The occurrence of landslides refers to the movement of materials such as rocks, soils, and artificial fills downward and outward due to gravitational forces. In recent years, there has been a significant surge in landslides, particularly in Uttarakhand, which has experienced an alarming increase of 2900% over the past five years. Himachal Pradesh has also witnessed a doubling of landslides in 2021.
The fragile nature of the Himalayan region, characterized by its topography, climate, and ecology, has long been acknowledged.
However, several key factors contribute to the escalating landslide incidents in recent times:
• Construction activities: Unregulated expansion of road networks has rendered the mountains vulnerable and susceptible to landslides.
o The construction of multiple dams in Uttarakhand, along with the Char Dham Pariyojana (CDP) and the Rishikesh-Karnprayag Railway Line project, involved extensive hill slope excavation and large-scale tree felling.
o In Himachal Pradesh, slope cutting, tunnelling, river damming, excessive tourism, and road widening have destabilized the hills.
• Heavy rainfall and climate change: Climate change has intensified heavy rainfall events, leading to flash floods and subsequent soil erosion, thereby increasing the frequency of landslides in both states.
• Deforestation: Excessive deforestation for infrastructure projects, mining activities, and tourism has undermined the stability of the hills in both Himachal Pradesh and Uttarakhand.
• Population pressure: Rising population pressure has amplified grazing activities, while urbanization has reduced the coverage of dense natural evergreen forests. These activities disrupt the ecological balance and loosen the soil, contributing to landslides.
To address this issue, the government has implemented various measures to mitigate landslide impacts, such as the National Disaster Management Guidelines on Management of Landslides and Snow Avalanches and National Landslide Susceptibility Mapping (NLSM).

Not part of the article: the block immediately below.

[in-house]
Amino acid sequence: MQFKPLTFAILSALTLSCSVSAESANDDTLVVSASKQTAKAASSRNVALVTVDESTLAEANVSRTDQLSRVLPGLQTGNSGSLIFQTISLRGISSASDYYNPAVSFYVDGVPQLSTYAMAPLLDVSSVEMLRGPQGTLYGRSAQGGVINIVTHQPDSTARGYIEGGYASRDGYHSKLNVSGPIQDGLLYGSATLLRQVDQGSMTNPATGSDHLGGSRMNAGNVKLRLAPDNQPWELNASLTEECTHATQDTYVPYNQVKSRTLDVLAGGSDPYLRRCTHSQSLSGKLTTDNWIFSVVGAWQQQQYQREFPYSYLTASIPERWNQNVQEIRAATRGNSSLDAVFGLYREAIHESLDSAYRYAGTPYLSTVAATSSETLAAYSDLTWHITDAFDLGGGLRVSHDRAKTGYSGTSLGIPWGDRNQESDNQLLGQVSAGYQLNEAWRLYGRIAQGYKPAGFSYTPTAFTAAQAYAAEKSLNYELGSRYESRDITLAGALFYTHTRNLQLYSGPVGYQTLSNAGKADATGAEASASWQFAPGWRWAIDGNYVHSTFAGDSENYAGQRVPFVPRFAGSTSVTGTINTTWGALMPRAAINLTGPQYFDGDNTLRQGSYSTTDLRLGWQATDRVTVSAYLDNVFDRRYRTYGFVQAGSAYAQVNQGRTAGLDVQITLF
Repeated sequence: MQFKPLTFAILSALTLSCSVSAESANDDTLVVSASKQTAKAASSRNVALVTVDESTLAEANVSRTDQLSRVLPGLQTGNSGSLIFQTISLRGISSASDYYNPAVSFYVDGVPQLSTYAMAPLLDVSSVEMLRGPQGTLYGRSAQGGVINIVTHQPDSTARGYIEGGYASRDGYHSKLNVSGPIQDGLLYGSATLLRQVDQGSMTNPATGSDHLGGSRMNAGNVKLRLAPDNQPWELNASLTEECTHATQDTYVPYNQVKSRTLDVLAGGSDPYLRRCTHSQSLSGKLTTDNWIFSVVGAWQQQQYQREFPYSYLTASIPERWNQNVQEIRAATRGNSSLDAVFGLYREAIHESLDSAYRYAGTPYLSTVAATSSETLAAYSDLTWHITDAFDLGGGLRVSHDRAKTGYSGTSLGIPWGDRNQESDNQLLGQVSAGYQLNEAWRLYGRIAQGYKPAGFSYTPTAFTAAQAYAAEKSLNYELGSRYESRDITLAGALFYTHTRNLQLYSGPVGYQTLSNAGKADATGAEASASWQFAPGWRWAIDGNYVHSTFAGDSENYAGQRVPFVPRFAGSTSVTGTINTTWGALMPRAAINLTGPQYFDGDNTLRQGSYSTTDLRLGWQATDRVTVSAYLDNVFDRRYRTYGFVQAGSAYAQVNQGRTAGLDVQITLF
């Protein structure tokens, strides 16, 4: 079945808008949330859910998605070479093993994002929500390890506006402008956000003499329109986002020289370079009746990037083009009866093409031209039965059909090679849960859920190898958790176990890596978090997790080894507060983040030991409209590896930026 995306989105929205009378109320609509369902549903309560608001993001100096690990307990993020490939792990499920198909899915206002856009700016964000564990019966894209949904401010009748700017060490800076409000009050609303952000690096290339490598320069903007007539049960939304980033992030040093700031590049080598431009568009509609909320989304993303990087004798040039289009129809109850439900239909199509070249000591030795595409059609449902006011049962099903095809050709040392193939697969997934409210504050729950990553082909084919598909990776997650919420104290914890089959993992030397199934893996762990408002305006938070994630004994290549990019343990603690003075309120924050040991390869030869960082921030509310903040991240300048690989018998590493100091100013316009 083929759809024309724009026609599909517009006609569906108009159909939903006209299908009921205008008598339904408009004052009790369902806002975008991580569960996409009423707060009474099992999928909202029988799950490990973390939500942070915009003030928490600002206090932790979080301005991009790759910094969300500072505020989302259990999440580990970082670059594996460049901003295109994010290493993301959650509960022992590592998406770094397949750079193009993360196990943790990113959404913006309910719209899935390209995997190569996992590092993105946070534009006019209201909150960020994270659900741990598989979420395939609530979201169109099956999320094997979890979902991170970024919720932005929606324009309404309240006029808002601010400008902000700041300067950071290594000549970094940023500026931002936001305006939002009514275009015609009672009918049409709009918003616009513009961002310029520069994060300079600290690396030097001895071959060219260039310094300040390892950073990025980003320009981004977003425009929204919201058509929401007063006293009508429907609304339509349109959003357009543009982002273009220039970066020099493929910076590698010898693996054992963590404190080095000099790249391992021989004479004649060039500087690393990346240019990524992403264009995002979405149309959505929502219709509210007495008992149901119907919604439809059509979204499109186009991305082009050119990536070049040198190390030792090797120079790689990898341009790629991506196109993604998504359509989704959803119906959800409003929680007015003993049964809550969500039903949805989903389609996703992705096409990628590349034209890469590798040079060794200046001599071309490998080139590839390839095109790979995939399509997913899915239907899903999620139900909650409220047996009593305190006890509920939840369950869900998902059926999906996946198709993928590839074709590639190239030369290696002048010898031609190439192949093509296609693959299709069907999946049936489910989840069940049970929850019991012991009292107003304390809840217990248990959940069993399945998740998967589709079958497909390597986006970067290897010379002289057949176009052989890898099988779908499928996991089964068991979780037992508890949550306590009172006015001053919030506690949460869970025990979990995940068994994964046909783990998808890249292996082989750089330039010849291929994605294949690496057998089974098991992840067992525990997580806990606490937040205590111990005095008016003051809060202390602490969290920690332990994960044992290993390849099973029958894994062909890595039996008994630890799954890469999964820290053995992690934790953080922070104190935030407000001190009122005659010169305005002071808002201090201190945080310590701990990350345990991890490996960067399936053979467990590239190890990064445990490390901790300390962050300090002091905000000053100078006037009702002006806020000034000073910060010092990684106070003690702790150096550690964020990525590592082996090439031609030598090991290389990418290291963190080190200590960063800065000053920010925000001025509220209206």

However, additional remedial measures that can be adopted include:
• Rethinking the development model: Conducting comprehensive geological studies to understand the fragility of the Himalayas and formulating a development model that integrates the fragile ecosystem and regional development needs.
• Community participation: Involving local communities in afforestation efforts and protecting forests, making them active participants in preserving the ecology.
• Early warning and prevention: Shifting the focus from disaster management to early warning systems, prevention strategies, mitigation efforts, and building community resilience.
• Managing grazing activities: Implementing better grazing management practices, such as encouraging the growth of grass on previously grazed areas to enhance soil stability. Promoting the cultivation of alternative grasses with commercial value can incentivize farmers in these regions. Additionally, growing fuel or fodder trees on community lands can increase forest cover and reduce landslide hazards.
• Addressing flash floods: Implementing measures to store excess water in catchment areas to mitigate the impact of flash floods.
Conclusion: Striking a balance between ecology and economy is crucial. Therefore, the government and the community must collaborate to ensure the implementation of necessary steps for sustainable development.